It’s easy to be one of those helicopter parents and just as easy to be a parent that does nothing yet only reacts if needed. What isn’t easy is to know when to prevent something from happening, when to let them try something new without help, or when and how much to back off or be involved. Having four kids that are so different has made this a constant experience for me. Most recently, it is my five year old that surprised me.
Our oldest started an Anime Club and at one of their meetings they made plushies; or should I say “we” because my son didn’t know how to hand stitch yet and neither did one of the other teens, so I hung out and helped. In the meantime, my two youngest kids were annoying each other in the other room, as siblings can do, and it didn’t sound like they were reaching any sort of conclusion on their own. To prevent an escalating argument from getting worse, I asked our youngest if she wanted to join us to make a plushie too. Now that she saw what the teens were making, she was interested. I cut the rice ball pattern out of the purple felt she chose and started to show her how to sew it.
She decided that not only did she want to learn how to do it, she was going to do it alone, with no help. I had this very sharp needle in my hand and I had a split decision to make. Should I hover over her and make sure she didn’t poke herself or do I let her do it? In that second, I had to ignore my past experiences with her older brothers as well as my own fears of her getting hurt and take into account what HER abilities and desires were. She helped me decide pretty quickly because she grabbed it out of my hand! I let her have it and watched in amazement while she hand sewed the entire thing without poking herself once and handed it to me to tie it off for her.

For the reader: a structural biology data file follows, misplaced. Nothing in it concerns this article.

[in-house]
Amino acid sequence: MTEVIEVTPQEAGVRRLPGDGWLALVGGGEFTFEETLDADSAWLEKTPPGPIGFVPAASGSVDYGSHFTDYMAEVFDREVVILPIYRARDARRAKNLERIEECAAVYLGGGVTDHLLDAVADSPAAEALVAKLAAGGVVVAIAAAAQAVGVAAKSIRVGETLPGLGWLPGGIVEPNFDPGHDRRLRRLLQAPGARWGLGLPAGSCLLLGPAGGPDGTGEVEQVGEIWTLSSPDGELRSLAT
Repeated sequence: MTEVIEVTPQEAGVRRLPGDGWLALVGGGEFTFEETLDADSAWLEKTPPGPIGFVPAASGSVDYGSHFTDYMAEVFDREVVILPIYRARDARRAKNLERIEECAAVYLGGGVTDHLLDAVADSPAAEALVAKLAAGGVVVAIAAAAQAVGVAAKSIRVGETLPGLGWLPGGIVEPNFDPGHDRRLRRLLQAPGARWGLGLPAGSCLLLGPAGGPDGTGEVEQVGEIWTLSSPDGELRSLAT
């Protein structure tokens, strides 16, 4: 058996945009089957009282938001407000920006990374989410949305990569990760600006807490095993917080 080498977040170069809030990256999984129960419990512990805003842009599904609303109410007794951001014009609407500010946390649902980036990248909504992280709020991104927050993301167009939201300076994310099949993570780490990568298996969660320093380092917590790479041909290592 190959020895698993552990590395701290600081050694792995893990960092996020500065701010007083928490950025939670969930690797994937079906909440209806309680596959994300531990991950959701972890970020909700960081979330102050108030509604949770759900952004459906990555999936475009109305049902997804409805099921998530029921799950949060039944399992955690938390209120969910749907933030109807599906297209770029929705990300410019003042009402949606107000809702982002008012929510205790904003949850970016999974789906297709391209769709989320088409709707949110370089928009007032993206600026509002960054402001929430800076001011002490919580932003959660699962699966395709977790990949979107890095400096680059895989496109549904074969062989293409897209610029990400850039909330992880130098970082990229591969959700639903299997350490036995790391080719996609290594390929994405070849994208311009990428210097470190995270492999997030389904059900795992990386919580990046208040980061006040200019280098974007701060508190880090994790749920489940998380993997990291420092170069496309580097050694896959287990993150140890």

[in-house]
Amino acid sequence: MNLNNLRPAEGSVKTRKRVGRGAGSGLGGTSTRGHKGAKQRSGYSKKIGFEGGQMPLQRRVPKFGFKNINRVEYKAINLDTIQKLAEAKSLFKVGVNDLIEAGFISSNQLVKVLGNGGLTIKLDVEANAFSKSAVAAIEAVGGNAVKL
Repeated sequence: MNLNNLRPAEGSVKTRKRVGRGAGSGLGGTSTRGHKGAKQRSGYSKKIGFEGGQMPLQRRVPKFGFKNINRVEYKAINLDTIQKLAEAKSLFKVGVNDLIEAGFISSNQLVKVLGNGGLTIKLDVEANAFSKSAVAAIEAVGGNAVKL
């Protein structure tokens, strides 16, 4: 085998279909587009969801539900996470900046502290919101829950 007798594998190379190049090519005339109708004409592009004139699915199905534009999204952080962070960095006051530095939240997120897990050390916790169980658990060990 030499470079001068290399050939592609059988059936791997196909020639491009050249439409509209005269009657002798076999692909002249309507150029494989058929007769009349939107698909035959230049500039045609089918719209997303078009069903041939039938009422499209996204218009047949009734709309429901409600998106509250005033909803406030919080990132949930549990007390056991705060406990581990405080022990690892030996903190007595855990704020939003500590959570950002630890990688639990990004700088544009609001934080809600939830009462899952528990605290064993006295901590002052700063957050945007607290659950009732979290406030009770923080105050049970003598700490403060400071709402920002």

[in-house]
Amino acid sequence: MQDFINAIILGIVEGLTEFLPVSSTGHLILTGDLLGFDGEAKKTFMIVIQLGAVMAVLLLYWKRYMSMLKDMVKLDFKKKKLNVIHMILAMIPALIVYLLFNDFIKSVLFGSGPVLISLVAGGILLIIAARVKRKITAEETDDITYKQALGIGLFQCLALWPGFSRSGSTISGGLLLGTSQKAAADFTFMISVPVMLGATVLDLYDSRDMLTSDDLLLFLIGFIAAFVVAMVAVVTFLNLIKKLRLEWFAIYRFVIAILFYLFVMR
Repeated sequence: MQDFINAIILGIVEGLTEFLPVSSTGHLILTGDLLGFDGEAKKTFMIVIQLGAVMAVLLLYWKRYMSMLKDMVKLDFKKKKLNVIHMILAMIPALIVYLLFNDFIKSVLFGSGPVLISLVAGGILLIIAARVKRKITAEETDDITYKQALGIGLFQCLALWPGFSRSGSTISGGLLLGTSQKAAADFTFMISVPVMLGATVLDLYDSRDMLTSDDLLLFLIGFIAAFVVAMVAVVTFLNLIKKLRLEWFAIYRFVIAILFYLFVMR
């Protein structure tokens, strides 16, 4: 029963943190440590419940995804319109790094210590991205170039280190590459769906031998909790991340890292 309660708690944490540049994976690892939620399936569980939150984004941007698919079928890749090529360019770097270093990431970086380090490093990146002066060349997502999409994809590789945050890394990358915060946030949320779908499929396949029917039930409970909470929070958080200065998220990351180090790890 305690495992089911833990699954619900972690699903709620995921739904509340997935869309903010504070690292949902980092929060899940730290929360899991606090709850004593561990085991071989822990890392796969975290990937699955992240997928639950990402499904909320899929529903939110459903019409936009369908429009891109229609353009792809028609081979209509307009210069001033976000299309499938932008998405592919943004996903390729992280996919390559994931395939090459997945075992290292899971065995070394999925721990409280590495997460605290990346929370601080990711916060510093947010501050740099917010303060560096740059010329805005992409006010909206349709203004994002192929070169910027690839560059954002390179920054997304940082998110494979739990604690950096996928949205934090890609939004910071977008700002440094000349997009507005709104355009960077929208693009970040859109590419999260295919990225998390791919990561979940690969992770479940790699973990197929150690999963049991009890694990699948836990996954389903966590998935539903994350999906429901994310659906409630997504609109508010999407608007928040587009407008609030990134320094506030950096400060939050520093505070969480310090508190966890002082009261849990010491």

Had I stopped her and told her she wasn’t ready with verbal and nonverbal cues, like insisting she watch as I sewed it or by hovering too much, I could have held her back from what she was ready to do. Things like this aren’t dictated by age and my kids are always reminding me of that!
Has anyone else experienced moments like this?
As a Parent Coach and Mentor, my passion lies in empowering parents to make the best decisions they can for their children and their families as a whole. As a well-trained coach, I can be your facilitator and accountability partner for long-lasting, meaningful change that has a permanent, positive impact for your family. By focusing on the values that you hold most important in your life, I can help you create and maintain the type of parenting relationship you want to have with your children, now and into their adulthood.
I am a homeschooling mom of four children in Massachusetts. I am also the author of a book called The Herbal Beverage Book, which can be found on amazon. When not coaching, writing or spending time with the family, I enjoy Hayao Miyazaki films, new and classic Dr. Who episodes, anything related to American history and a great glass of mead.
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This blog is a collection of thoughts, articles and perspectives I have at any one time. While I am pretty consistent in my beliefs, life changes and evolves along with experiences. You may feel a connection with me through my writing yet I never want any of my readers to misunderstand that the connection you feel is with a perspective I have shared and not me as a person. I am continually humbled that I am able to connect with my readers, and I hope to continue to be able to for many years to come, but it doesn't make us connected in any way beyond this. If you connect with what I write and know me as an acquaintance, this in no way reflects that I have any knowledge of you, your situation in life or that I am writing with you in mind. It is merely that I have shared a human experience that most likely very many others have had has well. This also goes for anything I post on my Twitter account, Facebook Page and Facebook personal page. I wanted to make this disclaimer as clear as possible so you know that any misunderstanding you choose to have is not my responsibility.